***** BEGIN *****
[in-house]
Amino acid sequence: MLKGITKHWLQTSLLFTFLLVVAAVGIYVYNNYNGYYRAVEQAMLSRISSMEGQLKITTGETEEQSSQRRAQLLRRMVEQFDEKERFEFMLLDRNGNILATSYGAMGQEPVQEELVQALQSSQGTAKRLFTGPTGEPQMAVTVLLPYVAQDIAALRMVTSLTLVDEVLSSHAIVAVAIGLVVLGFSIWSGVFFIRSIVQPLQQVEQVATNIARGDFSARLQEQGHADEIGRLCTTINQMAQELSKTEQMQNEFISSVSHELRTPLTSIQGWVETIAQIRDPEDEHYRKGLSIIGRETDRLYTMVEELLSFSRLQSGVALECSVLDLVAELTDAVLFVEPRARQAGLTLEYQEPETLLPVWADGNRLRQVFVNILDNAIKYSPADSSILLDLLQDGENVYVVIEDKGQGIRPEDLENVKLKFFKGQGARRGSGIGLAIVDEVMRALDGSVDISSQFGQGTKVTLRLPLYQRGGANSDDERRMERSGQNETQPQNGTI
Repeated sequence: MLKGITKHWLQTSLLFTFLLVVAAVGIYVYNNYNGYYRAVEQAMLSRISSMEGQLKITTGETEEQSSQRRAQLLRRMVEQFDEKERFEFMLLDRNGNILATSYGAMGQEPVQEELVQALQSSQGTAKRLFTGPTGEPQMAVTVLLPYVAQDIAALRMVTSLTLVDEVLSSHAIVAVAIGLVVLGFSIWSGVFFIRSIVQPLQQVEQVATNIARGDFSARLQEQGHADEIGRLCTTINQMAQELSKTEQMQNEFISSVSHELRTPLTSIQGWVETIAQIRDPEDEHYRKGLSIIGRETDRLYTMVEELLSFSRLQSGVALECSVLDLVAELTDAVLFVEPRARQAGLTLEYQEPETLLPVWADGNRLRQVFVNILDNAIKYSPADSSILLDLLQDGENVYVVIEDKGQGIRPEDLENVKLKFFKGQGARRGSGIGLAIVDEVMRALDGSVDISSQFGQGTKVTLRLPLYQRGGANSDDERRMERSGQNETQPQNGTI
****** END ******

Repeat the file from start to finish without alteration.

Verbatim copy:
[in-house]
Amino acid sequence: MLKGITKHWLQTSLLFTFLLVVAAVGIYVYNNYNGYYRAVEQAMLSRISSMEGQLKITTGETEEQSSQRRAQLLRRMVEQFDEKERFEFMLLDRNGNILATSYGAMGQEPVQEELVQALQSSQGTAKRLFTGPTGEPQMAVTVLLPYVAQDIAALRMVTSLTLVDEVLSSHAIVAVAIGLVVLGFSIWSGVFFIRSIVQPLQQVEQVATNIARGDFSARLQEQGHADEIGRLCTTINQMAQELSKTEQMQNEFISSVSHELRTPLTSIQGWVETIAQIRDPEDEHYRKGLSIIGRETDRLYTMVEELLSFSRLQSGVALECSVLDLVAELTDAVLFVEPRARQAGLTLEYQEPETLLPVWADGNRLRQVFVNILDNAIKYSPADSSILLDLLQDGENVYVVIEDKGQGIRPEDLENVKLKFFKGQGARRGSGIGLAIVDEVMRALDGSVDISSQFGQGTKVTLRLPLYQRGGANSDDERRMERSGQNETQPQNGTI
Repeated sequence: MLKGITKHWLQTSLLFTFLLVVAAVGIYVYNNYNGYYRAVEQAMLSRISSMEGQLKITTGETEEQSSQRRAQLLRRMVEQFDEKERFEFMLLDRNGNILATSYGAMGQEPVQEELVQALQSSQGTAKRLFTGPTGEPQMAVTVLLPYVAQDIAALRMVTSLTLVDEVLSSHAIVAVAIGLVVLGFSIWSGVFFIRSIVQPLQQVEQVATNIARGDFSARLQEQGHADEIGRLCTTINQMAQELSKTEQMQNEFISSVSHELRTPLTSIQGWVETIAQIRDPEDEHYRKGLSIIGRETDRLYTMVEELLSFSRLQSGVALECSVLDLVAELTDAVLFVEPRARQAGLTLEYQEPETLLPVWADGNRLRQVFVNILDNAIKYSPADSSILLDLLQDGENVYVVIEDKGQGIRPEDLENVKLKFFKGQGARRGSGIGLAIVDEVMRALDGSVDISSQFGQGTKVTLRLPLYQRGGANSDDERRMERSGQNETQPQNGTI